Written by Stephy Jackson
On Thursday, Jan. 25, the Stanford Blood Center collaborated with iMed Club, Youth Community Service-Interact Club (YCS-I) and Sources of Strength to host a blood drive in the library. The blood drive’s purpose was to collect blood for patients in hospitals and spread awareness to students about the importance of donating blood. Stanford account manager Monica Doleshel helps coordinate all high school blood drives in the area that are in collaboration with the Stanford Blood Center. “ The purpose of the blood drive is to collect blood from blood donor volunteers—preferably students, but staff and significant others are also welcome to donate,” she said. “Once that blood has passed all the tests required by the Food and Drug Administration (FDA), it is then separated and sent to our local hospitals to patients who need blood transfusions.”
English teacher Diane Ichikawa reached out to Doleshel to start a blood drive at Gunn. “I was thrilled to be back and running blood drives again [at Gunn],” Doleshel said. Ichikawa was motivated to start the blood drive following the shootings in Las Vegas in October of last year. “My family lives in Las Vegas, and part of the reason why we wanted to do a blood drive this year is because we felt we needed to do something to help after the shooting that happened in October,” Ichikawa said.
Along with teachers, many students contributed to organizing the blood drive. “ The students played a huge part in getting all of this rolling,” science teacher Angela Merchant said. “ They made all the appointments [and] they organized all the volunteers to be here.”
Many of those involved in organizing the blood drive were there to spread the message that the need for blood never ends. “It’s important to start at a high school level donating blood because there’s an age requirement of 16, which is right in the heart of high school age,” Doleshel said. “It’s good to get them started and educating them to understand that the need is 24/7. Understand that there’s a need every single day and that we shouldn’t wait until there’s some big catastrophe to get involved in donating.”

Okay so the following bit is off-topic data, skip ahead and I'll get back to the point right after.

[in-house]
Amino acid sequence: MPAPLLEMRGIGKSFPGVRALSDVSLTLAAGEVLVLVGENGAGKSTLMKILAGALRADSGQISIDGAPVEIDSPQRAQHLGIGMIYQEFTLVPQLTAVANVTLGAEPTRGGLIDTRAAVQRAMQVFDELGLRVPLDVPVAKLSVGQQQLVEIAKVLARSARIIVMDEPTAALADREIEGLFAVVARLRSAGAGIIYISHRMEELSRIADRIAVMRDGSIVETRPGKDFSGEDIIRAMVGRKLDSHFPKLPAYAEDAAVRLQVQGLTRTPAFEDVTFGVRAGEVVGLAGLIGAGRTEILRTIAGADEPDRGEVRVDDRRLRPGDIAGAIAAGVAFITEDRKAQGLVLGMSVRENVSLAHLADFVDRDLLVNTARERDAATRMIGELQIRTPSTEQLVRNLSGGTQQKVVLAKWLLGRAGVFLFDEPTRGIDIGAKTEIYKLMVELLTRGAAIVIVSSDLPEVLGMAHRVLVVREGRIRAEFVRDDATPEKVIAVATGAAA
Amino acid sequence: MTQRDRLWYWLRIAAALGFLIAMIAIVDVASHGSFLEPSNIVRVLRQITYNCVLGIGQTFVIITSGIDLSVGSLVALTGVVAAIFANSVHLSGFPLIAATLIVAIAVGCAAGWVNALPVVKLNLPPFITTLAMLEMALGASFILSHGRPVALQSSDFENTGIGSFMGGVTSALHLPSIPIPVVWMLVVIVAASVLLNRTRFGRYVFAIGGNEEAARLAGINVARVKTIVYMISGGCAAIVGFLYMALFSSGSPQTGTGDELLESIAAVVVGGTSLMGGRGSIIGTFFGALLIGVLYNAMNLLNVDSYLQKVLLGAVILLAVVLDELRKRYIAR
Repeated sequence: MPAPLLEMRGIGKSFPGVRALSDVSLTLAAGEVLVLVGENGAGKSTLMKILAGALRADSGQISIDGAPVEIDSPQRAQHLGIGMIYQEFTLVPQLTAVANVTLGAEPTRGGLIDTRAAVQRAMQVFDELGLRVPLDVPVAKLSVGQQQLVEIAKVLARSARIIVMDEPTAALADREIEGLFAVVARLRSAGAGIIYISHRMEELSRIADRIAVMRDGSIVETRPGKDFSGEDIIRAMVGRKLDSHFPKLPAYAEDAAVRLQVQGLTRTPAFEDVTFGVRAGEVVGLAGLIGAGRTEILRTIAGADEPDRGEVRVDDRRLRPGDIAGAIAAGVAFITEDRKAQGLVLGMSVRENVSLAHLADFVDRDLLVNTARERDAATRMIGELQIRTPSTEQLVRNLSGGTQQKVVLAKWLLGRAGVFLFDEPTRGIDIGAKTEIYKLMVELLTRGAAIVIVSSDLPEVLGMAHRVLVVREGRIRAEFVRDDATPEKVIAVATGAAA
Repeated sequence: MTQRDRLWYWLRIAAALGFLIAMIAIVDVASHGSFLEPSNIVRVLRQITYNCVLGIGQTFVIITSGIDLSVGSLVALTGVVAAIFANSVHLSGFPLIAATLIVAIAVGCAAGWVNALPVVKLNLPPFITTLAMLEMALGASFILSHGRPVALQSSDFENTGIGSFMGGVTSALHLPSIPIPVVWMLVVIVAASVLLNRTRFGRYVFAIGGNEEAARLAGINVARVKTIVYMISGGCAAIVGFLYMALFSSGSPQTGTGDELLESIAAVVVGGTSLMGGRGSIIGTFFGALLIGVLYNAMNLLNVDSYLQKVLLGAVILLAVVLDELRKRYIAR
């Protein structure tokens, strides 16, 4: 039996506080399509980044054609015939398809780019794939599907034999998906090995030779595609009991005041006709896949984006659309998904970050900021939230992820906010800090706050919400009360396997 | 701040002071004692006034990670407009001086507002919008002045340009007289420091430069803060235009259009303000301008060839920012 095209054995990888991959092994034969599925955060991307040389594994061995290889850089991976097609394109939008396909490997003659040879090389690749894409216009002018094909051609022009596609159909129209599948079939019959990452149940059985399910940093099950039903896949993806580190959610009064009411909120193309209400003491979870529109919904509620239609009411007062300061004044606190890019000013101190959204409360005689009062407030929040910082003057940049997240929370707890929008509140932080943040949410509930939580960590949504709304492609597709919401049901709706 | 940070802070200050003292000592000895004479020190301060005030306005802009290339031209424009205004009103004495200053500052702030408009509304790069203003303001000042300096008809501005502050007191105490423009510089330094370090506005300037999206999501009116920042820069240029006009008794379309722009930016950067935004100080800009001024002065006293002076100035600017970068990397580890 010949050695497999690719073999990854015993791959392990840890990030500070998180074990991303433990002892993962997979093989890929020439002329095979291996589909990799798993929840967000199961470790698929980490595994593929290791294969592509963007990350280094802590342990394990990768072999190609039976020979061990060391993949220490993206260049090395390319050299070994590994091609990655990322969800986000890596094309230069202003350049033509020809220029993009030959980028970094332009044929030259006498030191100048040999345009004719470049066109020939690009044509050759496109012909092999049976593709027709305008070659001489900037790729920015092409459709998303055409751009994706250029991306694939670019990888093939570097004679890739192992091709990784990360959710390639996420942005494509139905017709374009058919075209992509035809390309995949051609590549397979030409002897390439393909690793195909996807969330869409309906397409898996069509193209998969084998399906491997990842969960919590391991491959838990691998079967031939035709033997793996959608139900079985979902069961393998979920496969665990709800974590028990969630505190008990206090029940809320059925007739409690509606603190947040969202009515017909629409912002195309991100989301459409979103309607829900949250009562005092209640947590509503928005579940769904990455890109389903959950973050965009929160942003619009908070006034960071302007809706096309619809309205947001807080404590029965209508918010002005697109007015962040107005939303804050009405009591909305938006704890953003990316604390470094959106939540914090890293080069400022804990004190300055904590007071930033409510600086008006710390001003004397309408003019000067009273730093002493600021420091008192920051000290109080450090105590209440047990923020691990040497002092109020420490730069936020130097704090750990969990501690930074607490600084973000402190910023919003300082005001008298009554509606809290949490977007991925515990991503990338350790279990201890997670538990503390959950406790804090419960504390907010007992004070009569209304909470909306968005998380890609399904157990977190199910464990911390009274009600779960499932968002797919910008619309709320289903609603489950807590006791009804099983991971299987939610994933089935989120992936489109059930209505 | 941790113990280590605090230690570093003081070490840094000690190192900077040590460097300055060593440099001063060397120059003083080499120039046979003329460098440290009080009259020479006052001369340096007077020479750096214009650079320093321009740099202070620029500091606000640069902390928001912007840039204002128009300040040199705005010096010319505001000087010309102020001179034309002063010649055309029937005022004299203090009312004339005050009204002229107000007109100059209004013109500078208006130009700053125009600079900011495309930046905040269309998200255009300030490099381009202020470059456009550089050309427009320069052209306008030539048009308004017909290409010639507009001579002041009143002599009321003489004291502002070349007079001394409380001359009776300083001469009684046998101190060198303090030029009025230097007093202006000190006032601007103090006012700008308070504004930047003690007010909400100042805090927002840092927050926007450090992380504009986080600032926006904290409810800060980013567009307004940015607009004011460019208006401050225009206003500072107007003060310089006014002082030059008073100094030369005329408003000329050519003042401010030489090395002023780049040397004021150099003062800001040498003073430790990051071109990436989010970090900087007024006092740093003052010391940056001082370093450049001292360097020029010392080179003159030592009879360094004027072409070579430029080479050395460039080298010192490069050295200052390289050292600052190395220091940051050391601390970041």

Around 75 students signed up to donate blood on Thursday, including junior Chloe Shrager. Shrager worked in the Stanford Blood Center over the summer and stressed the importance of donating blood. “I think that donating blood is a really simple and really easy way to give back if you’re healthy enough,” Shrager said. “I’ve seen first hand how important it is for people who are in need [of] blood transplants, and it’s a super valuable resource that is in high demand.”
Junior Edward Tang and sophomore Michael Tao are both members of the iMed club, which helped coordinate the blood drive. “ There’s always a need for blood, so get- ting as much blood as possible is always important,” Tao said. The iMed club has been working to spread awareness about the constant need for blood donations. “People don’t recognize that it’s not just during disasters, and obviously the Las Vegas tragedy prompted a lot of response,” Tang said. “A lot of people wanted to donate blood after that, but even [during] the times between tragedies there’s still a need.”
The Stanford Blood Center, along with the iMed club, YCS-I and Sources of Strength, is trying to make the Blood Drive an annual event at Gunn. They hope to spread awareness about the signifcance of getting involved and donating blood on a regular basis.